FRINGE Pre-Weekend Thoughts:
How to follow up one of the best single episodes of television this season? That was the question facing FRINGE this week. What the show delivered was something of a compromise - picking up on a few of the major threads from last week's game-changer while also getting back to business as usual. We got a monster-of-the-week, but this particular monster tied-in closely with the ongoing, overarching storyline - namely, Olivia's participation in the cortexifan trials orchestrated by doctors Bishop and Bell during her youth. In this episode, one of the participants in the trials had somehow contracted a killer cancer virus - a form of the disease that could be passed on to others via touch. Except, only other participants in the trials were suceptible. Our first victim was played by none other than Diane Kruger of Inglourious Basterds fame (!), and the killer proceeded to make his way through a series of trial-alumni until the inevitable confrontation with Agent Dunham. There was a lot of grossness in this ep, and the cold open with Diane Kruger was truly horrific. For this reason, the Cancer Man was an interesting adversary, but ... it seemed strange that it took so long for Olivia to piece together his connection to her and the other victims. What's more, we didn't learn much about the how's and why's of his condition, or how it related back to the trials. After learning so much about the show's backstory last week, it was a bit jarring to return to a Fringe where answers are so hard to come by. This was true in the scenes with Nina Sharp, which were the usual variety of "Olivia goes seeking answers, comes up empty-handed after some pop psychology from Nina." This was also true in the scenes with Kevin Corrigan, who returned as the mysterious bowling-alley seer who somehow has insight into Olivia's psyche and her Fringe division work. I really like Corrigan, but this character is still pretty out of left field. He so far just seems to be written as eccentric and mysterious without any real purpose or point - we still have no idea what his deal is, and I also don't really understand why Olivia would continue to visit him for advice, or entertain him when he drops by for middle-of-the-night games of Clue.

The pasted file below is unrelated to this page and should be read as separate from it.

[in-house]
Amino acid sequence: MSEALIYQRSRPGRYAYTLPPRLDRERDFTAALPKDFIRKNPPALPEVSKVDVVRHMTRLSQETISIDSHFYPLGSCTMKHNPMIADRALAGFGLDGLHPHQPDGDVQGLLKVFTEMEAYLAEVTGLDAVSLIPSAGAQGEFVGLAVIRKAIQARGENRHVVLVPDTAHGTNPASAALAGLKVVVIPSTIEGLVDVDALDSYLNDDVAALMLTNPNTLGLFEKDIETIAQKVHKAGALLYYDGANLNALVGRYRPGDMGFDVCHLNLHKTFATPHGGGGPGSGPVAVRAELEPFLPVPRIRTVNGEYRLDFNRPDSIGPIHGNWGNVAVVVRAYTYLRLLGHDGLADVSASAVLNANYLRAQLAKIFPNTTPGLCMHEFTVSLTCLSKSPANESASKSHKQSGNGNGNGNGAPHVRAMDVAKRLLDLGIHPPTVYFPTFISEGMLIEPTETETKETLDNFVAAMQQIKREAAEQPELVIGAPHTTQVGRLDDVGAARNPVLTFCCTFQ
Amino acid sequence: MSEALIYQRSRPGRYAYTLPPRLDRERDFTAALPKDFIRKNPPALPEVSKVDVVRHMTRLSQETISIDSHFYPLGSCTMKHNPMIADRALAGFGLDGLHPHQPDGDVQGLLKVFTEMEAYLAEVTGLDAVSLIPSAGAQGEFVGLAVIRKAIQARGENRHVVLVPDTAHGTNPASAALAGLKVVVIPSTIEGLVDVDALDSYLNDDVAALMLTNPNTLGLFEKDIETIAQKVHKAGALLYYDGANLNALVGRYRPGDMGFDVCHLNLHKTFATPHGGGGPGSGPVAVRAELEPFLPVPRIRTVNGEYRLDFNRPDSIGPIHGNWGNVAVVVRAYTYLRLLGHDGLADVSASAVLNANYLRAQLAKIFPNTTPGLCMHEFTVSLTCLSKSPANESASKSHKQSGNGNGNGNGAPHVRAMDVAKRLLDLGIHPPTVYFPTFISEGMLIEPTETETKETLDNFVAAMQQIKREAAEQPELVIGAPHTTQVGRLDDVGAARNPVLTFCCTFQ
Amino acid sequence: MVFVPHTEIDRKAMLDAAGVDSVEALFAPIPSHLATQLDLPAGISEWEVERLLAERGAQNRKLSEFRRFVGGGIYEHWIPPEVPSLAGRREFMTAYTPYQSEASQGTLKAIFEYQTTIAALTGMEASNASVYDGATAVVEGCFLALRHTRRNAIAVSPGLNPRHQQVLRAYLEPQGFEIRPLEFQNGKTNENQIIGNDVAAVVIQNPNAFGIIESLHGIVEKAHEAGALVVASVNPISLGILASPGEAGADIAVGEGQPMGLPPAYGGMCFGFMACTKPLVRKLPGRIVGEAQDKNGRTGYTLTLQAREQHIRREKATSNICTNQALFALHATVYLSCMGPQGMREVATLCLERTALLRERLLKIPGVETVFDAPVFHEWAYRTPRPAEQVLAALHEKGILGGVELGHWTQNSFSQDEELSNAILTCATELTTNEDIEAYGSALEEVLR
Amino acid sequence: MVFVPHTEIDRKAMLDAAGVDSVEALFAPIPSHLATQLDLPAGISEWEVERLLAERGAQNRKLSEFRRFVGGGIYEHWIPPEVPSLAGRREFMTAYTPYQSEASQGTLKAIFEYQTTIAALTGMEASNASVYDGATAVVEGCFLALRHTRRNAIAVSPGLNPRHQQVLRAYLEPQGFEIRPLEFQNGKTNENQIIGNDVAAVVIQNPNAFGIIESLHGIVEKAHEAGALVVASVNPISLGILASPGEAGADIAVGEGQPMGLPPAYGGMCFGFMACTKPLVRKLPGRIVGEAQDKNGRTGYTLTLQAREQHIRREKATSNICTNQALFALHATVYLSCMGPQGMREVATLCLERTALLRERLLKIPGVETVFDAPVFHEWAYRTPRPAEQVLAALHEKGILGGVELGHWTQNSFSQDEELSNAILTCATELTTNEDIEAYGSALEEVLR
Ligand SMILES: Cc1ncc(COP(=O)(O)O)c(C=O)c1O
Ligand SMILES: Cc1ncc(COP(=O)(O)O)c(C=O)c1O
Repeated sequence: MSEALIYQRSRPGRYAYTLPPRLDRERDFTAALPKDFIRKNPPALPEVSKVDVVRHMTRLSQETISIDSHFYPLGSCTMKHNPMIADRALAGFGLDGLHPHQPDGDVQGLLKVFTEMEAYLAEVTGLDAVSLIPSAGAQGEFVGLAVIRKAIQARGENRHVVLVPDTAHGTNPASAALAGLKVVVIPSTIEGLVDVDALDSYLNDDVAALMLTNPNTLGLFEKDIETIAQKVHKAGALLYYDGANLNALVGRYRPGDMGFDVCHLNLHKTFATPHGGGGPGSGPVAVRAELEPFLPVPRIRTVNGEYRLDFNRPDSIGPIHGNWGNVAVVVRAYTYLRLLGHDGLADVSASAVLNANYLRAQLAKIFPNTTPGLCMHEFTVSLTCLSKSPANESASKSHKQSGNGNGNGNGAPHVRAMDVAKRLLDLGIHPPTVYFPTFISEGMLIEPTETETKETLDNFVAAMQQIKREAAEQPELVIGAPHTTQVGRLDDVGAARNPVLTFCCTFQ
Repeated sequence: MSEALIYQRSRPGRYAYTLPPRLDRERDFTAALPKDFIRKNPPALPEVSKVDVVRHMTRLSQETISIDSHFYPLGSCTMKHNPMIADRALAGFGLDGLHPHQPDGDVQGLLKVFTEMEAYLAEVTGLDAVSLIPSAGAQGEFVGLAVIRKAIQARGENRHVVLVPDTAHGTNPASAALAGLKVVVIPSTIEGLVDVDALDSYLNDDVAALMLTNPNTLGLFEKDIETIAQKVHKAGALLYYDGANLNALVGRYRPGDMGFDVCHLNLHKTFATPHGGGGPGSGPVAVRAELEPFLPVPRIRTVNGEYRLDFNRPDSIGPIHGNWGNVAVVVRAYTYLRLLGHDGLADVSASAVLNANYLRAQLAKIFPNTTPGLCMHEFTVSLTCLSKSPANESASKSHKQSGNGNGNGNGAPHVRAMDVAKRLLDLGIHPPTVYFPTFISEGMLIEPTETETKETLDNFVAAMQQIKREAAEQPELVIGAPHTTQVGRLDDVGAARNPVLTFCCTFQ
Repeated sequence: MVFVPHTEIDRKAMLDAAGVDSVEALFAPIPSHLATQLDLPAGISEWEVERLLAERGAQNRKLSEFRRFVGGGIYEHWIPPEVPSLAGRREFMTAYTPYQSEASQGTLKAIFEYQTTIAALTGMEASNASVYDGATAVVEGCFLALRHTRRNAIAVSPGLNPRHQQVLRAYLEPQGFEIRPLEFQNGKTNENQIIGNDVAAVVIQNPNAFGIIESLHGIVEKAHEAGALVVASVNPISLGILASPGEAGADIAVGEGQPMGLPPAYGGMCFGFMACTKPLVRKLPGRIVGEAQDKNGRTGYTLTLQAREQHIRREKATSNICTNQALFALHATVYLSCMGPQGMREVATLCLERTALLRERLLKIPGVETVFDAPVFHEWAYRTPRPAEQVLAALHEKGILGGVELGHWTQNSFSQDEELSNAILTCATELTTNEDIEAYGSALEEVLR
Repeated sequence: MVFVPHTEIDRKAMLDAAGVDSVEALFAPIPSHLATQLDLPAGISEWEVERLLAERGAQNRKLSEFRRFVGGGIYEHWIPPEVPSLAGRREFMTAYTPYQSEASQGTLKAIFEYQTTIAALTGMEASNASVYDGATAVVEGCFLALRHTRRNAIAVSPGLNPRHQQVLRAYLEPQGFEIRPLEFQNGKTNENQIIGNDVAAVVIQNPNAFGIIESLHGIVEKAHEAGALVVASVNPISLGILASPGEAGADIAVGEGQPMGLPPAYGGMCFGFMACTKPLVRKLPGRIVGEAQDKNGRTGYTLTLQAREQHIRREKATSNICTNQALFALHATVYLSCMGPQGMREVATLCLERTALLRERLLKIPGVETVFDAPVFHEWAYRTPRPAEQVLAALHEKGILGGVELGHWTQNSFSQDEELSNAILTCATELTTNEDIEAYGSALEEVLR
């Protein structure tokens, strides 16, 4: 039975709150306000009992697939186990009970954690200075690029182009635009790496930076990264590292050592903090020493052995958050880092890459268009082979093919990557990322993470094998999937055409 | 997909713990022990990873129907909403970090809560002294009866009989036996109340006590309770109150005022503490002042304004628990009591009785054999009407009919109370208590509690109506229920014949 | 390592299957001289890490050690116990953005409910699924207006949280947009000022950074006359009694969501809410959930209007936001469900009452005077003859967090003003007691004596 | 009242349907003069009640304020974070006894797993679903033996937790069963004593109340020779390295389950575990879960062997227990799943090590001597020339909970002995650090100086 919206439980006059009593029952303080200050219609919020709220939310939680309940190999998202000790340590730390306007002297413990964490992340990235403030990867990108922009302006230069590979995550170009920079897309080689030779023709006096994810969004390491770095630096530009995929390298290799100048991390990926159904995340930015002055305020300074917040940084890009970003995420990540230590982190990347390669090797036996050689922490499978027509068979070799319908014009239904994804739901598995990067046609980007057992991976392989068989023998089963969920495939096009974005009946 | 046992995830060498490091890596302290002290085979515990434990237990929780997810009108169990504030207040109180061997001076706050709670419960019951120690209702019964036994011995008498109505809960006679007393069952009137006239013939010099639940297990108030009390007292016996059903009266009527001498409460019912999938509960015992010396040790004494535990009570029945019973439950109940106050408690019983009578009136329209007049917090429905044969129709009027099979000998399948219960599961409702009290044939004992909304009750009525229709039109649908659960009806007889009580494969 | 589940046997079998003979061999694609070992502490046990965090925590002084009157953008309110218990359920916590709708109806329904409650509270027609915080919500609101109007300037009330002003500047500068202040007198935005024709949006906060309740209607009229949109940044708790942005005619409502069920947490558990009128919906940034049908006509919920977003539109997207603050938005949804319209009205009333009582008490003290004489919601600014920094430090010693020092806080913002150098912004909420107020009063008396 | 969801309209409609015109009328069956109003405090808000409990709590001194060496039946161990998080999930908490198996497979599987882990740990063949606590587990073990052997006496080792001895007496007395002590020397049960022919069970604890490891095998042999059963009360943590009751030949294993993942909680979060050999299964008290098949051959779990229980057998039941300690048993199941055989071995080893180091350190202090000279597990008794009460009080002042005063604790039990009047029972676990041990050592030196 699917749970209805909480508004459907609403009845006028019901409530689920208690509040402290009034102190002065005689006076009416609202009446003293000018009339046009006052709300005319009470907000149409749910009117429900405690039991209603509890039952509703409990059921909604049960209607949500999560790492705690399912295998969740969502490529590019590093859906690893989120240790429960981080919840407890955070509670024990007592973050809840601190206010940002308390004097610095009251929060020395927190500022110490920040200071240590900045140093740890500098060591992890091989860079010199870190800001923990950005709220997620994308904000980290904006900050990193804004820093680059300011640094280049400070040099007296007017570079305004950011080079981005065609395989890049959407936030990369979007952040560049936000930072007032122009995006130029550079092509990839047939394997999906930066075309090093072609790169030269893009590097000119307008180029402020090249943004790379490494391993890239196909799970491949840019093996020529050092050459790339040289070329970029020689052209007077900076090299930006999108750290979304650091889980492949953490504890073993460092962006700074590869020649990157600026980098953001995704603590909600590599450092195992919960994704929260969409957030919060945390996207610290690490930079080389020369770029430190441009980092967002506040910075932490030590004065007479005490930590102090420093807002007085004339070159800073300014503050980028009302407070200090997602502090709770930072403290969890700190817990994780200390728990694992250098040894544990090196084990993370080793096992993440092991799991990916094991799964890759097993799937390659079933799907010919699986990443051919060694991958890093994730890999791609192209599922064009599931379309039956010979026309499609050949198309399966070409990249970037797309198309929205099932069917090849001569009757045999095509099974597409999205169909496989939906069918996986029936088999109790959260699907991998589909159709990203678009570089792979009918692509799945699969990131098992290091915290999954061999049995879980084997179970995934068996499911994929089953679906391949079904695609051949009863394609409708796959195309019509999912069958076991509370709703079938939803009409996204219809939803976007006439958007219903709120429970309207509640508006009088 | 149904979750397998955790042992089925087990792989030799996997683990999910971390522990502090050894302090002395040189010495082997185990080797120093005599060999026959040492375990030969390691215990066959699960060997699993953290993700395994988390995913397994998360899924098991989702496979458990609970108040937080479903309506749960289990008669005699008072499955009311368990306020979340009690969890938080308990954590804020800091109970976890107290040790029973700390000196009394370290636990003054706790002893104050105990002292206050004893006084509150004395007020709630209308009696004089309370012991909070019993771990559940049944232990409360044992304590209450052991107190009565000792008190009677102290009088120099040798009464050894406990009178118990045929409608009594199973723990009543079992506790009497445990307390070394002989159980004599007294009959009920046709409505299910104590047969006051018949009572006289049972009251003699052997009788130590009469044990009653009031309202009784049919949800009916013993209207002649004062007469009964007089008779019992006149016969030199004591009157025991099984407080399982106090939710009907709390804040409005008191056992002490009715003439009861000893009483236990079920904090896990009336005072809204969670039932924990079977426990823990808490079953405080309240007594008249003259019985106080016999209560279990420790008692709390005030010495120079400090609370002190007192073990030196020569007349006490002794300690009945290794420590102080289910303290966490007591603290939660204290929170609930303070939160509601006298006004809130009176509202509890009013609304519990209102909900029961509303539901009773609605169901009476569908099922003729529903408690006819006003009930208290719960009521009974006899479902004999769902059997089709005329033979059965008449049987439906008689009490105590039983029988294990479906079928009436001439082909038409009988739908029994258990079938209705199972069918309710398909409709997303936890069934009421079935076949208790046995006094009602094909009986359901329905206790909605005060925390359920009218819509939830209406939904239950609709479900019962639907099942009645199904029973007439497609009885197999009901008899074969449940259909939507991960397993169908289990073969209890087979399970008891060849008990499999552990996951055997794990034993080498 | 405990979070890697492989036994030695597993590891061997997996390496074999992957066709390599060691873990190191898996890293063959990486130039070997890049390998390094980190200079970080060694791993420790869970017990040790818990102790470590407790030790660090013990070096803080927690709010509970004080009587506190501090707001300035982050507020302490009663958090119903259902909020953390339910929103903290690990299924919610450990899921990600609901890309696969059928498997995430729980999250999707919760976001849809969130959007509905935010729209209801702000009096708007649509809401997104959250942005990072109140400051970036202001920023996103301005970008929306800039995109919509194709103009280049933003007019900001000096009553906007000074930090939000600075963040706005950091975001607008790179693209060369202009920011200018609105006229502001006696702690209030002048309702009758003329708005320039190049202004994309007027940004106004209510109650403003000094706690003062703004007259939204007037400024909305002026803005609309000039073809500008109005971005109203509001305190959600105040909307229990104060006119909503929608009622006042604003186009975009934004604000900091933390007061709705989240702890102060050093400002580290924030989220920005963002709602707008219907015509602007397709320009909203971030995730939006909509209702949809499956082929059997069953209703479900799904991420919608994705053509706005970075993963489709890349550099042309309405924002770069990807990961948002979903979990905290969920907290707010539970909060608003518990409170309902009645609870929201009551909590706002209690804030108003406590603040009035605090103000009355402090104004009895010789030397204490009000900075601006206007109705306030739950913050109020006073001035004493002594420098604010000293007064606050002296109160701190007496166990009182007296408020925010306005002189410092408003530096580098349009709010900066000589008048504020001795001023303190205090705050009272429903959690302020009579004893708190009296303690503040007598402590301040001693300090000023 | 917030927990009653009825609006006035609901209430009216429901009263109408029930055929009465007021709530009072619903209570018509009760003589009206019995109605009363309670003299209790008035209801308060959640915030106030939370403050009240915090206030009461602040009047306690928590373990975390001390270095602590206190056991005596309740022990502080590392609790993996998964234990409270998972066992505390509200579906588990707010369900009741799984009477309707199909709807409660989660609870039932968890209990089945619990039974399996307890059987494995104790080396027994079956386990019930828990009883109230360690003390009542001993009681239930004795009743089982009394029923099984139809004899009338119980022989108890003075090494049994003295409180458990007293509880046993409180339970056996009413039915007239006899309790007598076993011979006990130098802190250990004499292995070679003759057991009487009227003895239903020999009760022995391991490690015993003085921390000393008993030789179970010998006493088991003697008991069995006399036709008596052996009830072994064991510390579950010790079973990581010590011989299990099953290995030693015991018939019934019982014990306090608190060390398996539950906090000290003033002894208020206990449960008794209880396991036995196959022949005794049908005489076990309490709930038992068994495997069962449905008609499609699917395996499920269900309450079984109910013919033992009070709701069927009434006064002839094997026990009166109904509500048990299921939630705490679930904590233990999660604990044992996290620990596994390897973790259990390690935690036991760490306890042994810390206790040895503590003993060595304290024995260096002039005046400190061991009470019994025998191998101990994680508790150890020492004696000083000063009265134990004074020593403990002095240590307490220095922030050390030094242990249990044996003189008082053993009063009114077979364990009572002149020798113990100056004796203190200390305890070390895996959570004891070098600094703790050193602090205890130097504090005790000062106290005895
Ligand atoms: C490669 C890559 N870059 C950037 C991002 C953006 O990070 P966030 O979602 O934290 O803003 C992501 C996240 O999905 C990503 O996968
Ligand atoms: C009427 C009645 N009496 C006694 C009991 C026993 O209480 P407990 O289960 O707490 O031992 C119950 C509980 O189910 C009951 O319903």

Still, easily the most compelling part of this episode was the ongoing tension between Walter and Olivia over the secret regarding Peter's otherdimensional origins. After last week's tour de force, John Noble once again brought it this week - he was a ball of pent-up nervousness and anxiety whenever he came in contact with Olivia, and his face really conveyed just how tortured he was over the possibility that Peter might finally learn the truth about where he came from. I also give a lot of credit to Joshua Jackson - he's really stepped it up since the series first began, and this ep was a great example of his easy chemistry with Anna Torv and John Noble. Jackson seems reinvigorated by the new complexities of the character he's playing, and I think it's going to be exciting to see him take center stage in the weeks ahead, as his role as some sort of multiversal chosen one is expanded.
I do think Fringe needs to figure out a slightly better formula for its freaks-of-the-week, though. This episode had the benefit of tying deeply into the series mythology, but some of the same flags from other standalone episodes still could be raised: villains that aren't quite as memorable as they should be, rushed endings / resolutions, etc. We'll see if that improves - I just don't want there to be such a gap in quality and excitement-factor between the mythology-heavy eps and the standalones. As it stands, this ep was able to ride the momentum from last week's barn-burner, and overcame its faults by deepening the central mysteries about Walter's work and the reprecussions his past actions still have in the present.
And on a sidenote: Peter "ROBOCOP" Weller on next week's episode?! Hells yeah!
My Grade: B+
- Have a great weekend - peace out, fools.